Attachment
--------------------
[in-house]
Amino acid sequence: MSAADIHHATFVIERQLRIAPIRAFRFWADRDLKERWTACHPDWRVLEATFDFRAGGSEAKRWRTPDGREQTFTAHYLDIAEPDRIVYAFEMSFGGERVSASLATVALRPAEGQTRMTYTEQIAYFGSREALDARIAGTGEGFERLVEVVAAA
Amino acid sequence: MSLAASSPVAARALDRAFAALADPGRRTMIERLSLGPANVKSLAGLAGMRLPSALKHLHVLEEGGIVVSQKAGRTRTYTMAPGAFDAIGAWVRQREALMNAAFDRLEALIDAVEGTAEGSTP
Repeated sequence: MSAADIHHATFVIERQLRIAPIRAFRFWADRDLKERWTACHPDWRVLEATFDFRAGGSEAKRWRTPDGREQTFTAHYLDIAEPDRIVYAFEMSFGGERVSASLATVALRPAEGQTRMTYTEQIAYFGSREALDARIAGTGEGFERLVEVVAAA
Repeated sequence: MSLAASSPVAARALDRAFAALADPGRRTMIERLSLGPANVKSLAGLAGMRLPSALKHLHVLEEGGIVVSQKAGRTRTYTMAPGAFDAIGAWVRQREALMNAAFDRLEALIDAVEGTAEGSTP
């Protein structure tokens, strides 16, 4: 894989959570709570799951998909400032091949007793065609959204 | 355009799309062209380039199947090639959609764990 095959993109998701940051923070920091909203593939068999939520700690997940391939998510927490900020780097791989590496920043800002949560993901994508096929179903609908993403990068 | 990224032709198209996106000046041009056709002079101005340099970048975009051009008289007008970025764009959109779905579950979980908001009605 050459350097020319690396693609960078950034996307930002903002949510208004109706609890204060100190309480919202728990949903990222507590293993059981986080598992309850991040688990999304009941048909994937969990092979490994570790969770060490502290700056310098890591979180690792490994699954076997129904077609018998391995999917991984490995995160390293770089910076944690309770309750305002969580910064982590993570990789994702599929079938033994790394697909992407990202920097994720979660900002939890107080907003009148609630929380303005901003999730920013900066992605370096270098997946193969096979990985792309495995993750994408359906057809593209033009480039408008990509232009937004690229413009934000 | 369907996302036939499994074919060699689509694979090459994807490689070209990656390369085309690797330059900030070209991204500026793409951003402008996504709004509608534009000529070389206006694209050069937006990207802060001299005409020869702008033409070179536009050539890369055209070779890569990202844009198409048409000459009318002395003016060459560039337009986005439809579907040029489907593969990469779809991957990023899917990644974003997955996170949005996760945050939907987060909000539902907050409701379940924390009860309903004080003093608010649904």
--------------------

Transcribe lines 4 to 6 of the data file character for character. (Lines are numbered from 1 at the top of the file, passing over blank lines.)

Repeated sequence: MSAADIHHATFVIERQLRIAPIRAFRFWADRDLKERWTACHPDWRVLEATFDFRAGGSEAKRWRTPDGREQTFTAHYLDIAEPDRIVYAFEMSFGGERVSASLATVALRPAEGQTRMTYTEQIAYFGSREALDARIAGTGEGFERLVEVVAAA
Repeated sequence: MSLAASSPVAARALDRAFAALADPGRRTMIERLSLGPANVKSLAGLAGMRLPSALKHLHVLEEGGIVVSQKAGRTRTYTMAPGAFDAIGAWVRQREALMNAAFDRLEALIDAVEGTAEGSTP
């Protein structure tokens, strides 16, 4: 894989959570709570799951998909400032091949007793065609959204 | 355009799309062209380039199947090639959609764990 095959993109998701940051923070920091909203593939068999939520700690997940391939998510927490900020780097791989590496920043800002949560993901994508096929179903609908993403990068 | 990224032709198209996106000046041009056709002079101005340099970048975009051009008289007008970025764009959109779905579950979980908001009605 050459350097020319690396693609960078950034996307930002903002949510208004109706609890204060100190309480919202728990949903990222507590293993059981986080598992309850991040688990999304009941048909994937969990092979490994570790969770060490502290700056310098890591979180690792490994699954076997129904077609018998391995999917991984490995995160390293770089910076944690309770309750305002969580910064982590993570990789994702599929079938033994790394697909992407990202920097994720979660900002939890107080907003009148609630929380303005901003999730920013900066992605370096270098997946193969096979990985792309495995993750994408359906057809593209033009480039408008990509232009937004690229413009934000 | 369907996302036939499994074919060699689509694979090459994807490689070209990656390369085309690797330059900030070209991204500026793409951003402008996504709004509608534009000529070389206006694209050069937006990207802060001299005409020869702008033409070179536009050539890369055209070779890569990202844009198409048409000459009318002395003016060459560039337009986005439809579907040029489907593969990469779809991957990023899917990644974003997955996170949005996760945050939907987060909000539902907050409701379940924390009860309903004080003093608010649904």